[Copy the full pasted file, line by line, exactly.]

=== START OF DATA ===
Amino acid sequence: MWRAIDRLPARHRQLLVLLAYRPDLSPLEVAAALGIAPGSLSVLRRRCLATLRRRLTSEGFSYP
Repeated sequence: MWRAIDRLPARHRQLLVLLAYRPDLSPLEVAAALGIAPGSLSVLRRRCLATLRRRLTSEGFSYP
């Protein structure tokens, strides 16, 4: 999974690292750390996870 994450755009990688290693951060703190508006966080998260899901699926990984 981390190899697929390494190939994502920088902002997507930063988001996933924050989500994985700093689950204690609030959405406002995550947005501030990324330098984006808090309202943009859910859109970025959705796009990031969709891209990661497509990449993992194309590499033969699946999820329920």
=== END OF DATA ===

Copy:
Amino acid sequence: MWRAIDRLPARHRQLLVLLAYRPDLSPLEVAAALGIAPGSLSVLRRRCLATLRRRLTSEGFSYP
Repeated sequence: MWRAIDRLPARHRQLLVLLAYRPDLSPLEVAAALGIAPGSLSVLRRRCLATLRRRLTSEGFSYP
């Protein structure tokens, strides 16, 4: 999974690292750390996870 994450755009990688290693951060703190508006966080998260899901699926990984 981390190899697929390494190939994502920088902002997507930063988001996933924050989500994985700093689950204690609030959405406002995550947005501030990324330098984006808090309202943009859910859109970025959705796009990031969709891209990661497509990449993992194309590499033969699946999820329920």